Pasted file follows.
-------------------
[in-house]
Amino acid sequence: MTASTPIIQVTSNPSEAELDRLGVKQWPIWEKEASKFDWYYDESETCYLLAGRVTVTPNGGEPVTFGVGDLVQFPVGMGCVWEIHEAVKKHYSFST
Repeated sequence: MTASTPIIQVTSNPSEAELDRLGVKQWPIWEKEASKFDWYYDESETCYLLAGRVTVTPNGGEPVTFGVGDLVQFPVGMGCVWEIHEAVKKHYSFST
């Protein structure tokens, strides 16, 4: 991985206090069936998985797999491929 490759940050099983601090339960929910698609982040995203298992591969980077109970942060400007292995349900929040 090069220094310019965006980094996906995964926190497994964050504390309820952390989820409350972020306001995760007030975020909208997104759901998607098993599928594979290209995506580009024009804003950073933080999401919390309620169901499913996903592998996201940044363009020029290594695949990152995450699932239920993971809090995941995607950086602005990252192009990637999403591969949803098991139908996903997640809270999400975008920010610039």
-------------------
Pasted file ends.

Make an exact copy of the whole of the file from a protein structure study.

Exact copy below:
[in-house]
Amino acid sequence: MTASTPIIQVTSNPSEAELDRLGVKQWPIWEKEASKFDWYYDESETCYLLAGRVTVTPNGGEPVTFGVGDLVQFPVGMGCVWEIHEAVKKHYSFST
Repeated sequence: MTASTPIIQVTSNPSEAELDRLGVKQWPIWEKEASKFDWYYDESETCYLLAGRVTVTPNGGEPVTFGVGDLVQFPVGMGCVWEIHEAVKKHYSFST
């Protein structure tokens, strides 16, 4: 991985206090069936998985797999491929 490759940050099983601090339960929910698609982040995203298992591969980077109970942060400007292995349900929040 090069220094310019965006980094996906995964926190497994964050504390309820952390989820409350972020306001995760007030975020909208997104759901998607098993599928594979290209995506580009024009804003950073933080999401919390309620169901499913996903592998996201940044363009020029290594695949990152995450699932239920993971809090995941995607950086602005990252192009990637999403591969949803098991139908996903997640809270999400975008920010610039």